NIESR economists reckon that higher barriers to goods, services and trade, plus restrictions on migration, will deliver a £70bn blow to the economy over 10 years.
But Brexit has already begun to hit Britain’s coffers, according to the institution. 
In its report, which was released after Johnson agreed his Brexit deal with the EU in December, the institute estimated that the UK economy is already 2.5% smaller than it would have been if voters had chosen to back the Remain camp in the EU referendum. 'The cost of funds made available for Brexit preparation: £8bn'Of course, the government has its own figures about the cost of Brexit. 
When HuffPost UK asked the Treasury about how much it had spent preparing for the UK to leave the EU, it said it had made “more than £8bn” available since the EU referendum in June 2016. 
But on what? The government’s breakdown actually looks pretty similar to the IfG’s report, with the Treasury reporting a £2.1bn spend on no-deal planning in 2019/20 and another £2bn pledged to help deliver Brexit next year. 
When chancellor Sajid Javid announced the money for no-deal Brexit prep, he said it would be spent on a number of things, including: An extra 500 Border Force officersImprovements to transport infrastructure around ports £138m to boost public communications, including a new Brexit information campaign A £108m fund to help promote and support businesses preparing for BrexitAnd the £2bn set aside to deliver Brexit in 2020/21? In its 2019 spending round, the Treasury said that this “core funding” would be given to departments in order to “help pay for the costs of establishing a new relationship with the EU”.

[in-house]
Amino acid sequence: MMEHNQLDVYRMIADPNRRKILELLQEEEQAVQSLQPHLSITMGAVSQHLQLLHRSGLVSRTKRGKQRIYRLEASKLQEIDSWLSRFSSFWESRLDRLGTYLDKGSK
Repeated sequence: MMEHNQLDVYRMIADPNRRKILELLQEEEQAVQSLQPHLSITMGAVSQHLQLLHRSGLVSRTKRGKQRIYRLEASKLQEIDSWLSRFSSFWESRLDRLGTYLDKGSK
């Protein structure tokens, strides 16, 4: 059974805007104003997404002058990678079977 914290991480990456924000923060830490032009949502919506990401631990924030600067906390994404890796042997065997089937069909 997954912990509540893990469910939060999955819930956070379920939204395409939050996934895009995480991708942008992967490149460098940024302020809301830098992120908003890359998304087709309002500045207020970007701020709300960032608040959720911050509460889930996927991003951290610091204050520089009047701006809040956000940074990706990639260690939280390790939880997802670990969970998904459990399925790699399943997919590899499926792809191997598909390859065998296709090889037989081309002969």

As such: £480m will be given to the Home Office, with funding to be spent on the Border Force and the delivery of the EU Settlement Scheme £432m will be handed to the Department for Environment, Food and Rural Affairs to deliver Brexit “while setting global standards in protecting and harnessing value from the natural environment” The Department of Business, Energy and Industrial Strategy will receive £191m to support the delivery of “Brexit-related activities” HMRC will also be given £382m